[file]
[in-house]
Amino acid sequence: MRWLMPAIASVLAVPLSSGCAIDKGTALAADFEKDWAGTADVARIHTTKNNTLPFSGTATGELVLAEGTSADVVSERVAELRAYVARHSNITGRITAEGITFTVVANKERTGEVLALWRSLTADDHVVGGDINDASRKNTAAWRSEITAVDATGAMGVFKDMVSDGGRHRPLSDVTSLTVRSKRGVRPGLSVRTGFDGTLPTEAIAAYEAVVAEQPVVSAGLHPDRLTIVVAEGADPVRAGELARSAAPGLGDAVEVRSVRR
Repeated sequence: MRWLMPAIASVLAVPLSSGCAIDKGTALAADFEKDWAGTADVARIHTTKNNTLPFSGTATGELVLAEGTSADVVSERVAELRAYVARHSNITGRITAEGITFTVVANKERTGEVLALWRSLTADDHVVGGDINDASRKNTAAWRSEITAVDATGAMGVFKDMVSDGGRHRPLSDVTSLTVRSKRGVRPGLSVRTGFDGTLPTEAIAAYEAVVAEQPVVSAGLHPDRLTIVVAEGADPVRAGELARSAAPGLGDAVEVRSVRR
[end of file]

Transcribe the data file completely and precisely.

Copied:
[in-house]
Amino acid sequence: MRWLMPAIASVLAVPLSSGCAIDKGTALAADFEKDWAGTADVARIHTTKNNTLPFSGTATGELVLAEGTSADVVSERVAELRAYVARHSNITGRITAEGITFTVVANKERTGEVLALWRSLTADDHVVGGDINDASRKNTAAWRSEITAVDATGAMGVFKDMVSDGGRHRPLSDVTSLTVRSKRGVRPGLSVRTGFDGTLPTEAIAAYEAVVAEQPVVSAGLHPDRLTIVVAEGADPVRAGELARSAAPGLGDAVEVRSVRR
Repeated sequence: MRWLMPAIASVLAVPLSSGCAIDKGTALAADFEKDWAGTADVARIHTTKNNTLPFSGTATGELVLAEGTSADVVSERVAELRAYVARHSNITGRITAEGITFTVVANKERTGEVLALWRSLTADDHVVGGDINDASRKNTAAWRSEITAVDATGAMGVFKDMVSDGGRHRPLSDVTSLTVRSKRGVRPGLSVRTGFDGTLPTEAIAAYEAVVAEQPVVSAGLHPDRLTIVVAEGADPVRAGELARSAAPGLGDAVEVRSVRR